October 28, 2018
Every week, Simply Money’s Nathan Bachrach, Ed Finke and Amy Wagner are answering your financial questions in The Cincinnati Enquirer. If you, a friend, or someone in your family has a money issue or problem, please feel free to send those questions to firstname.lastname@example.org
Tammy from Florence: I’m 68. What’s the best way for me to continue donating to charity in retirement? Can I still get tax breaks?
Answer: If you have a traditional IRA (Individual Retirement Account), it’s actually quite simple. Once you reach age 70 ½, you’ll need to start taking your Required Minimum Distribution (RMD) from that account. If you make a direct transfer of this money (either all of it or a portion) to an eligible public charity, this is called a ‘qualified charitable distribution’ (QCD). This distribution is tax-free, and it won’t be counted in your taxable income which will save you money on your taxes. You can currently donate up to $100,000 a year from your IRA to charity.
You can make a QCD even if you don’t itemize deductions on your tax return. However, if you do itemize, you cannot make a tax-free transfer to charity and deduct that money as a charitable contribution. This is because making a QCD via a direct transfer technically means the money was never yours (hence why it’s not counted in your taxable income), so you can’t claim a deduction on money you never had. If you decide to skip the direct transfer and withdrawal the money yourself to get the charitable deduction, understand the amount you withdraw will be counted towards your adjusted gross income.
It’s important to note that even though you also have to take RMDs from your traditional 401(k) once you reach age 70 ½, you cannot make a QCD from a 401(k). Instead, you would need to roll money from your 401(k) into an IRA, then make the direct transfer.
The Simply Money Point is that you should review your tax situation before making any charitable giving decisions, especially since the Tax Cuts and Jobs Act passed earlier this year may have changed your situation. We suggest working with a trusted fiduciary advisor (such as a CERTIFIED FINANCIAL PLANNER™ or a Chartered Financial Consultant®) and/or a trusted tax professional.
Doug and Beverly in Cleves: The two of us have been going back and forth about our will. I think we need one, but my wife thinks we don’t since we’re not worth millions. Who’s right?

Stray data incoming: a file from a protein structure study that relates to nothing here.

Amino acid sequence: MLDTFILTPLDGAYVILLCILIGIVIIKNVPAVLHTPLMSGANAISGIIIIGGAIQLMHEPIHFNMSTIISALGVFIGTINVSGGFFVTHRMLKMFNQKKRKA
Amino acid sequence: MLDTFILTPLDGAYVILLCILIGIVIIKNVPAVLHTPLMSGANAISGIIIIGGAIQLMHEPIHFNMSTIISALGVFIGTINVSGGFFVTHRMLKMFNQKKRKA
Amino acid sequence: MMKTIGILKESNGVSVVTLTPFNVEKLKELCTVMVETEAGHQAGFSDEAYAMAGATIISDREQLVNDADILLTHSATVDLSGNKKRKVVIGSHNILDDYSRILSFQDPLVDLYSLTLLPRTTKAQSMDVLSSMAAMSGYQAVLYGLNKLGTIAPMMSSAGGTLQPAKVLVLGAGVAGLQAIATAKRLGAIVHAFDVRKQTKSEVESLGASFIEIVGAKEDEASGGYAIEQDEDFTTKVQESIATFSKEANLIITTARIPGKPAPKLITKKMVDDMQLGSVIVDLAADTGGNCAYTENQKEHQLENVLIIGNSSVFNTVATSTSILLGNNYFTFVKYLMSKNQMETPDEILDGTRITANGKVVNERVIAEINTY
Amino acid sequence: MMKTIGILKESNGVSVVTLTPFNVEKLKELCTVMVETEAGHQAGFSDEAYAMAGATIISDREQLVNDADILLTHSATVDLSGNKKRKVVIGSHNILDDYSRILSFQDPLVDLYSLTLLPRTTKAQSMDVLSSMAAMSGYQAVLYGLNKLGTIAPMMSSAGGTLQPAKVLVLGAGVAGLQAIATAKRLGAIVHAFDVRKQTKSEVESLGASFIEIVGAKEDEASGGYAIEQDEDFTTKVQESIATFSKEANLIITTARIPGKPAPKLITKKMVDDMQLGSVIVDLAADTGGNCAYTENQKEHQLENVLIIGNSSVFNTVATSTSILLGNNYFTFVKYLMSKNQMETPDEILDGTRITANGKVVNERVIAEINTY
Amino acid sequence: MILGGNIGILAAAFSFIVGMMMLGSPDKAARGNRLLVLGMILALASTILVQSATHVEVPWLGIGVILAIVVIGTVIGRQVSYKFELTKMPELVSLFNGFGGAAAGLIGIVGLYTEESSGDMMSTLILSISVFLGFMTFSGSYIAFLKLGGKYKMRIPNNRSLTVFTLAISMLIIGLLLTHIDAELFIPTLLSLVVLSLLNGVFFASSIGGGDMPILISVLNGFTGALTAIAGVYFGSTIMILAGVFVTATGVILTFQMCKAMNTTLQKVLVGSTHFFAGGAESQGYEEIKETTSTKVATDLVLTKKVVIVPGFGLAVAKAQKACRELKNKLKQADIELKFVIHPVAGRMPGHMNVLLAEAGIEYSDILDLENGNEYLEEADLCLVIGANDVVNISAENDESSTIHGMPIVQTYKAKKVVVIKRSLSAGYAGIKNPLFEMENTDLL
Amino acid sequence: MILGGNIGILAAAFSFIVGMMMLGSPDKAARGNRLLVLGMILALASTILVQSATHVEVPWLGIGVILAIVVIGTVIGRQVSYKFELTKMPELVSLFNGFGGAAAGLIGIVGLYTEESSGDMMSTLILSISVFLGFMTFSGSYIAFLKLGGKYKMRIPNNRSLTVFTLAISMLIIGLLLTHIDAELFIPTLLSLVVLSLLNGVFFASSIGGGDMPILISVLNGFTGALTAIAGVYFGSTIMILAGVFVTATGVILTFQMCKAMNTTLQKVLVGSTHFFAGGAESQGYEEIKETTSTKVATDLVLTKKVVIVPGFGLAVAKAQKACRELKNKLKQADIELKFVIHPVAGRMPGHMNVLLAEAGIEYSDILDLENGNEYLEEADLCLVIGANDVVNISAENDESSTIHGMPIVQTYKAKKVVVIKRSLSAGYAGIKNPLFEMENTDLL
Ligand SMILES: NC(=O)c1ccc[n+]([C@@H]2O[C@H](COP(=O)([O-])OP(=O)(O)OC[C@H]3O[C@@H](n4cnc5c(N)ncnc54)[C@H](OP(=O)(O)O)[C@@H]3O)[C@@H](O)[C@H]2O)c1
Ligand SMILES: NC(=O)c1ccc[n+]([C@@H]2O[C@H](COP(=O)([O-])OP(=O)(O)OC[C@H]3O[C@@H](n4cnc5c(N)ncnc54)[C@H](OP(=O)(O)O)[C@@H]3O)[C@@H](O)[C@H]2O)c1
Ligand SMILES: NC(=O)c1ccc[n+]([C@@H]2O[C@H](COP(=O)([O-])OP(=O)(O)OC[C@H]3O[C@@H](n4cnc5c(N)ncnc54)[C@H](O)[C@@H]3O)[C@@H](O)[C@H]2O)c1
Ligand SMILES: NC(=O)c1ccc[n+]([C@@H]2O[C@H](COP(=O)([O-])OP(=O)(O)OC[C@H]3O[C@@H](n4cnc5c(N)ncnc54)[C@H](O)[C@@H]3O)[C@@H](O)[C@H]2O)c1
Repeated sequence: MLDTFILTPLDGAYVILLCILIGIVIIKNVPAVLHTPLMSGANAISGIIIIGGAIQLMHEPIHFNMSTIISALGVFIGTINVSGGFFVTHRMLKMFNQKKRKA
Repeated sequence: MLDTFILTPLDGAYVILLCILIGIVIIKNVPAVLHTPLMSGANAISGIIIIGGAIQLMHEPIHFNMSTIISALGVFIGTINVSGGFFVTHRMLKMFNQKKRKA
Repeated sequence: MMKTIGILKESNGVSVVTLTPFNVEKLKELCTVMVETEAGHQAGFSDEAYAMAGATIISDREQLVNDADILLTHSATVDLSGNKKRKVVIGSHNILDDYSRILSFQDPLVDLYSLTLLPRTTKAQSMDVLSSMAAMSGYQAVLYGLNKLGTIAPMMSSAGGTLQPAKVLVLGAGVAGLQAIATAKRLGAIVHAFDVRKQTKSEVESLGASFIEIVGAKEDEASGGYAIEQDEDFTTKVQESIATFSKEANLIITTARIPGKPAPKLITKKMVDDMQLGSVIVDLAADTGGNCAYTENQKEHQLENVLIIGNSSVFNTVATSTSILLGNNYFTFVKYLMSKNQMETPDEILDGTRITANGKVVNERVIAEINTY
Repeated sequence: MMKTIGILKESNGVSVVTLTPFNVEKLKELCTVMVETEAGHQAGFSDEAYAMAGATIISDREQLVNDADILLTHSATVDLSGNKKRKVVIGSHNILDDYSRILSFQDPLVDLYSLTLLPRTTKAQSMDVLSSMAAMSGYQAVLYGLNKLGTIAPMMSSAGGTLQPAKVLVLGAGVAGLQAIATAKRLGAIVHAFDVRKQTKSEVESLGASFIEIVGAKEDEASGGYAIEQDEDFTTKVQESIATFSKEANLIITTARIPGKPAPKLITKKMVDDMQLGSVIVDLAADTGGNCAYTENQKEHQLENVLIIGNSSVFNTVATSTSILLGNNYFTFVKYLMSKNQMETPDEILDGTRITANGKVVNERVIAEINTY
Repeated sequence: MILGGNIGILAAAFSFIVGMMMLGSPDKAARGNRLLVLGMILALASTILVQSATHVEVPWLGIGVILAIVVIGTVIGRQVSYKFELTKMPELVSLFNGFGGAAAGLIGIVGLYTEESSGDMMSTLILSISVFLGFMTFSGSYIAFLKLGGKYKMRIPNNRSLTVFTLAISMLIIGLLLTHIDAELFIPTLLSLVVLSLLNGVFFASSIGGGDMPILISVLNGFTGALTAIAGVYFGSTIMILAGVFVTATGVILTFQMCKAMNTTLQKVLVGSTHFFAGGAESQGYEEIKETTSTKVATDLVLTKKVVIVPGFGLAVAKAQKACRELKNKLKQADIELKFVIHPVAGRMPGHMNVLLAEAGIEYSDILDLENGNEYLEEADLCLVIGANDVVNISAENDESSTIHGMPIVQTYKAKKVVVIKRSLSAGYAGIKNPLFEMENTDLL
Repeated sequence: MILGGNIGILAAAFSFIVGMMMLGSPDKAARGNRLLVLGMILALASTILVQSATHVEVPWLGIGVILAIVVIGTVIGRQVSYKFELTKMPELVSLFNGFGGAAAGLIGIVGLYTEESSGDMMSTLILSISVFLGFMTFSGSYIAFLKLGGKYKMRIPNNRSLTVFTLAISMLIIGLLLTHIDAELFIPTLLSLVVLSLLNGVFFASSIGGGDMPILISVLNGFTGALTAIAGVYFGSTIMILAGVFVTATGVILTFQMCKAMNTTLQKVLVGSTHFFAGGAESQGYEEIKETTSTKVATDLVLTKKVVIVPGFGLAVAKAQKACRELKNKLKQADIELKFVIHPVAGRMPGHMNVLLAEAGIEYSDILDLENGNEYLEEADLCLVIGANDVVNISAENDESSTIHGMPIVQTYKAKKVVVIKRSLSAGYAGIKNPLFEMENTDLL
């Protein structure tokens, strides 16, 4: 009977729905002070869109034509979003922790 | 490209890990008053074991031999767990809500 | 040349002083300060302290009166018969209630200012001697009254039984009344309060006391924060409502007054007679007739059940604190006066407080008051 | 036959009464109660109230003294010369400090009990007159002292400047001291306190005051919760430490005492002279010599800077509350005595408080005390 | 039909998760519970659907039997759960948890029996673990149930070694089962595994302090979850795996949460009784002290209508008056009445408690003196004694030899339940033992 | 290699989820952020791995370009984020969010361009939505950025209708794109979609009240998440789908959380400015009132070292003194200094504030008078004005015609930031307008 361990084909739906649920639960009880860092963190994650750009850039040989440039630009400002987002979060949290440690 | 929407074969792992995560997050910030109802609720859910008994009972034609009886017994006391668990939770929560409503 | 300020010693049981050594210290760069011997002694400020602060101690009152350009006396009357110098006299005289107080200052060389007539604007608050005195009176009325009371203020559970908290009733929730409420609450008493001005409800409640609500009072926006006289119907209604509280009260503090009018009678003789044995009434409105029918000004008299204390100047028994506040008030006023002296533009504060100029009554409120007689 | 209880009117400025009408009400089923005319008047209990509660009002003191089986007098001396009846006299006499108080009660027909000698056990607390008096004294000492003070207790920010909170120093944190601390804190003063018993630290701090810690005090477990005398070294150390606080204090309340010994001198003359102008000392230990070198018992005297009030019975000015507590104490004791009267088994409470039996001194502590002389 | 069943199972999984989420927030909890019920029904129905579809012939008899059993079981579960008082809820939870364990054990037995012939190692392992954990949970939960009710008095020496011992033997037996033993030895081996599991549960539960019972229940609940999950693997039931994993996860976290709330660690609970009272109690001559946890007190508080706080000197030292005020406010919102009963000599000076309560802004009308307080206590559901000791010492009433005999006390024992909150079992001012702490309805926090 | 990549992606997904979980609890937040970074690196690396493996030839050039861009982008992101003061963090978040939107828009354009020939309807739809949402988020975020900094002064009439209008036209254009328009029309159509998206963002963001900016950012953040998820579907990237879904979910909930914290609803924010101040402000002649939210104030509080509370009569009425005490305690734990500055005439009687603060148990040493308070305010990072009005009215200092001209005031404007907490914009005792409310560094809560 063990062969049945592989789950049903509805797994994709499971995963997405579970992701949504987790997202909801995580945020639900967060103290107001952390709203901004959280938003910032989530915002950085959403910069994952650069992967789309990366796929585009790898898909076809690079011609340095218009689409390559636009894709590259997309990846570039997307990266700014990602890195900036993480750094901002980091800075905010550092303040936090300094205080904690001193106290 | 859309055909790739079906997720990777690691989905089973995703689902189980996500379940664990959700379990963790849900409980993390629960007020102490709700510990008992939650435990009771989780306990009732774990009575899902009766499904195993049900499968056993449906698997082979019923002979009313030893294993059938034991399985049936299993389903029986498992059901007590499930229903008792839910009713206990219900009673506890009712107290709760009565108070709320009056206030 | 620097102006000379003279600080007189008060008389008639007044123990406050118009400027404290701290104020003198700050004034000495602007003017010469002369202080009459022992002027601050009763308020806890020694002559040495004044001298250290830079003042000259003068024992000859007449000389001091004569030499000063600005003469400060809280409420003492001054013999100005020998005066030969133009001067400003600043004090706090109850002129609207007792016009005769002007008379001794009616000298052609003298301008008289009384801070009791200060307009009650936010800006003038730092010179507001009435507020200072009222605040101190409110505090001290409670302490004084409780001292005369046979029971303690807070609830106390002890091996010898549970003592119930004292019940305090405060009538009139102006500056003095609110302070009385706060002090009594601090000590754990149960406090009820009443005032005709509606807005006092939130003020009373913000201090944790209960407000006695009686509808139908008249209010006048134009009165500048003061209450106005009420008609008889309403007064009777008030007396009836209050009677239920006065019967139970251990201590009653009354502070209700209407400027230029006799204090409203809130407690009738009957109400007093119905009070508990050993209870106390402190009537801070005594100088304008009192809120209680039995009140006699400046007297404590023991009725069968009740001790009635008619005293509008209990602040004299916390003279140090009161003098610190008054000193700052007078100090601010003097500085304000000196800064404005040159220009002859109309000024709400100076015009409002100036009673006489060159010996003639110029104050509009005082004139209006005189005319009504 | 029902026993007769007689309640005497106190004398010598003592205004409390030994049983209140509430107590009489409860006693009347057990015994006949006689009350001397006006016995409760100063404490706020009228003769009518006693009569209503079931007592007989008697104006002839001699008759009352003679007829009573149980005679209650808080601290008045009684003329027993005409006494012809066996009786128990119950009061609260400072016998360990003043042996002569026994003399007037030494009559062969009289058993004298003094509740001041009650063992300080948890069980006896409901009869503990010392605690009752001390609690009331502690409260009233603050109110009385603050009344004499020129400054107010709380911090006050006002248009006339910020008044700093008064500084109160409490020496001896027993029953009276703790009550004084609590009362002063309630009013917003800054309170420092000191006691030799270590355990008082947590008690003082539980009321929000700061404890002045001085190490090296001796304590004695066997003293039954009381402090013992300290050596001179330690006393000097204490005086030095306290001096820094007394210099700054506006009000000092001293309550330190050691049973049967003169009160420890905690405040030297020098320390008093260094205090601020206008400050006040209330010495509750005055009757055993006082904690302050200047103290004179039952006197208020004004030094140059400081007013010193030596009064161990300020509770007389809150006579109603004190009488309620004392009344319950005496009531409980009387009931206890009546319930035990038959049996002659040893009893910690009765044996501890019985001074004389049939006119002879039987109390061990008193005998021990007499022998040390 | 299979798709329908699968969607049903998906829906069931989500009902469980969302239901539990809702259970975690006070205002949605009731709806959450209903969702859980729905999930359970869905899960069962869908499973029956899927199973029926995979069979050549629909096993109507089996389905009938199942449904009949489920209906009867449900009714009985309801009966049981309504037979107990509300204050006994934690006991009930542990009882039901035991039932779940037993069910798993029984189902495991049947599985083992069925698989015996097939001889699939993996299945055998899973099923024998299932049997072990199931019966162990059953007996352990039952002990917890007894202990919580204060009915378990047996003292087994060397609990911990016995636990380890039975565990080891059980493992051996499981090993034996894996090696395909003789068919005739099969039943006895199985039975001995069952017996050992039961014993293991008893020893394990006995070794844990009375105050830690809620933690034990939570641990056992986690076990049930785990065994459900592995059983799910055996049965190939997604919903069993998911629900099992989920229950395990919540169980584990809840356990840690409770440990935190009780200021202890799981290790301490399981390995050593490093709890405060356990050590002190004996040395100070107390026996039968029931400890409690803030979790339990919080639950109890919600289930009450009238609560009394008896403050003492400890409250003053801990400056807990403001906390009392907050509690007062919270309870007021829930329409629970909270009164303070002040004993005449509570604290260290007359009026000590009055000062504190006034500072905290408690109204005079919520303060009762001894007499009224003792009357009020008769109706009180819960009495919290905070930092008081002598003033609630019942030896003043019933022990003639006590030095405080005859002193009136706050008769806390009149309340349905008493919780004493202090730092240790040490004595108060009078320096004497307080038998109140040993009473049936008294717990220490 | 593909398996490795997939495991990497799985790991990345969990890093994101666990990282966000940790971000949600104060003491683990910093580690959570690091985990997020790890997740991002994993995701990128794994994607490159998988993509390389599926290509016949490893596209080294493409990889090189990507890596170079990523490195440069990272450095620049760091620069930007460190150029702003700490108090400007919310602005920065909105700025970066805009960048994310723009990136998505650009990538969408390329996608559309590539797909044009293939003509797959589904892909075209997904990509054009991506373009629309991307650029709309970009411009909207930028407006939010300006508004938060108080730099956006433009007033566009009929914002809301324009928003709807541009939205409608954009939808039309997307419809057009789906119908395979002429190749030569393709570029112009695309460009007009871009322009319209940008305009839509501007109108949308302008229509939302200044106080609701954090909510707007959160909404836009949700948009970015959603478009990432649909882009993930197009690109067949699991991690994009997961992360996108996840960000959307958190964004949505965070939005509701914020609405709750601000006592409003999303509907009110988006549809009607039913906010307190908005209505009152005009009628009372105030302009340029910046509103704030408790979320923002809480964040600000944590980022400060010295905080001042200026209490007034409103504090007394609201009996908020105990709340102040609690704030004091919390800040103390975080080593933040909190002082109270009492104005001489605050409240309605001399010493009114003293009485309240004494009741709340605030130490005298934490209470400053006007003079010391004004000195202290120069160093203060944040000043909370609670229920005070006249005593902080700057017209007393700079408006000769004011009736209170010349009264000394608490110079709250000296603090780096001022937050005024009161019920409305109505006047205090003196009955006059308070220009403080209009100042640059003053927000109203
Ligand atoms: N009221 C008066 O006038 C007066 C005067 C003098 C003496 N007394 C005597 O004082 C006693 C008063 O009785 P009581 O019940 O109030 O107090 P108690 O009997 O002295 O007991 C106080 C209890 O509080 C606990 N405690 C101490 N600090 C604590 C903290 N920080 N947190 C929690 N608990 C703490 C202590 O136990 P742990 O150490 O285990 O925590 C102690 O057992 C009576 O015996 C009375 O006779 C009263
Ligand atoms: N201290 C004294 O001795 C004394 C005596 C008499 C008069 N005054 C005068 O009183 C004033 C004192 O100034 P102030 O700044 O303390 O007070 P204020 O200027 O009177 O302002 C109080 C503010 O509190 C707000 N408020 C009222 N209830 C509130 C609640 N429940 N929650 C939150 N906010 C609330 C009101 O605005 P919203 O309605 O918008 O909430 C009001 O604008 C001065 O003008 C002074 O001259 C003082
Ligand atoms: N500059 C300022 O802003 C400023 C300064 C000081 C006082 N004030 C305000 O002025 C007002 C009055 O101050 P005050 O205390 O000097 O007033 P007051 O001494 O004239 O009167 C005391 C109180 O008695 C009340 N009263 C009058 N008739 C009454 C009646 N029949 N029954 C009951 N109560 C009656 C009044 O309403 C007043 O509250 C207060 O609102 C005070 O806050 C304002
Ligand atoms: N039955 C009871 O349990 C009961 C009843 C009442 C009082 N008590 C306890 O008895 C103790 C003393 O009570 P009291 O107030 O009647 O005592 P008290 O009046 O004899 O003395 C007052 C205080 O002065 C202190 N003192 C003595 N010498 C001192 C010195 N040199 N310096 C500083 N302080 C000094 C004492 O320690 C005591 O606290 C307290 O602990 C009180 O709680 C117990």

Answer: Since it’s never good practice on our part to get in the middle of a marital disagreement by picking sides, we’ll just say this: everyone – no matter your net worth – should have a will. Yet, according to a Caring.com survey from last year, only 42 percent of U.S. adults have estate planning documents in place.
There’s a general misconception that wills are only for ‘rich’ people, but in reality, most people own something that can be passed on – this could be investments, a retirement account, a savings account, an insurance policy, a home or other real estate, vehicles, even jewelry. Don’t you want a say in how your assets will be divided? Because realize this: if you don’t have a will in place, you’re basically letting the state decide what happens with your money and belongings.
You can create a pretty basic will through online services such as LegalZoom or through a software program like Quicken’s Willmaker Plus. However, as with anything concerning your finances, we recommend working with a real, live estate planning attorney. He or she can look at your particular circumstance to figure out the best legal course of action. For instance, maybe a living trust is a better option (unlike a will, a living trust avoids the probate process but is more expensive to set up).
Also, understand that beneficiary designations on accounts supersede what’s outlined in a will. Therefore, make sure you have everything in alignment so nothing is contradictory.
While you’re at it, it’s also a good idea to create a durable Power of Attorney and a healthcare proxy. These documents will name the person you want in charge of making decisions about your finances and your health if you’re not able to do so.
Here’s The Simply Money Point: Have a final say in what happens to your assets; take the time to create a will and update it (along with your beneficiary designations) after any major life event.
Responses are for informational purposes only and individuals should consider whether any general recommendation in these responses are suitable for their particular circumstances based on investment objectives, financial situation and needs. To the extent that a reader has any questions regarding the applicability of any specific issue discussed above to his/her individual situation, he/she is encouraged to consult with the professional advisor of his/her choosing, including a tax advisor and/or attorney. Nathan Bachrach and Ed Finke and their team offer financial planning services through Simply Money Advisors, a SEC Registered Investment Advisor. Call (513) 469-7500 or email email@example.com.